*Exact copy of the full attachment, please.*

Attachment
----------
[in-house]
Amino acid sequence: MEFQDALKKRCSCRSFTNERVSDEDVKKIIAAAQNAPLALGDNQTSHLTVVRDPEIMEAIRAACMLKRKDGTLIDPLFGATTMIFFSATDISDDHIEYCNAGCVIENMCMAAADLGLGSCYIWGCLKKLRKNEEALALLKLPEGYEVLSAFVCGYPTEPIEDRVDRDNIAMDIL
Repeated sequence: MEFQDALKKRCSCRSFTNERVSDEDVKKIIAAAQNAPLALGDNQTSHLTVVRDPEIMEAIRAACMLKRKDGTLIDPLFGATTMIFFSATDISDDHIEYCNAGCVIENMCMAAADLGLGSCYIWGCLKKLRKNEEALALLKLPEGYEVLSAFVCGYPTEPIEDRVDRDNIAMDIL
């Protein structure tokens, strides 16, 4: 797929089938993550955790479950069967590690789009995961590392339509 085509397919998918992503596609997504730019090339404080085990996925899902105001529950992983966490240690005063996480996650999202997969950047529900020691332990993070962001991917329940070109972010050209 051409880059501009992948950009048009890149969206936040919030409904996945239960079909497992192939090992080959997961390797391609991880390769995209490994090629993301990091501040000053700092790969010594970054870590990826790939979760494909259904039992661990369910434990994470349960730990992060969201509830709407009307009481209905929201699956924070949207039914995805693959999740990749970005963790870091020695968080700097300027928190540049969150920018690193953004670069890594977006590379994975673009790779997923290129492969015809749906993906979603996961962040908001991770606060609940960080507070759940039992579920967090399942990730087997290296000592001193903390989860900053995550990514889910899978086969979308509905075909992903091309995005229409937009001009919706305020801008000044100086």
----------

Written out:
[in-house]
Amino acid sequence: MEFQDALKKRCSCRSFTNERVSDEDVKKIIAAAQNAPLALGDNQTSHLTVVRDPEIMEAIRAACMLKRKDGTLIDPLFGATTMIFFSATDISDDHIEYCNAGCVIENMCMAAADLGLGSCYIWGCLKKLRKNEEALALLKLPEGYEVLSAFVCGYPTEPIEDRVDRDNIAMDIL
Repeated sequence: MEFQDALKKRCSCRSFTNERVSDEDVKKIIAAAQNAPLALGDNQTSHLTVVRDPEIMEAIRAACMLKRKDGTLIDPLFGATTMIFFSATDISDDHIEYCNAGCVIENMCMAAADLGLGSCYIWGCLKKLRKNEEALALLKLPEGYEVLSAFVCGYPTEPIEDRVDRDNIAMDIL
């Protein structure tokens, strides 16, 4: 797929089938993550955790479950069967590690789009995961590392339509 085509397919998918992503596609997504730019090339404080085990996925899902105001529950992983966490240690005063996480996650999202997969950047529900020691332990993070962001991917329940070109972010050209 051409880059501009992948950009048009890149969206936040919030409904996945239960079909497992192939090992080959997961390797391609991880390769995209490994090629993301990091501040000053700092790969010594970054870590990826790939979760494909259904039992661990369910434990994470349960730990992060969201509830709407009307009481209905929201699956924070949207039914995805693959999740990749970005963790870091020695968080700097300027928190540049969150920018690193953004670069890594977006590379994975673009790779997923290129492969015809749906993906979603996961962040908001991770606060609940960080507070759940039992579920967090399942990730087997290296000592001193903390989860900053995550990514889910899978086969979308509905075909992903091309995005229409937009001009919706305020801008000044100086």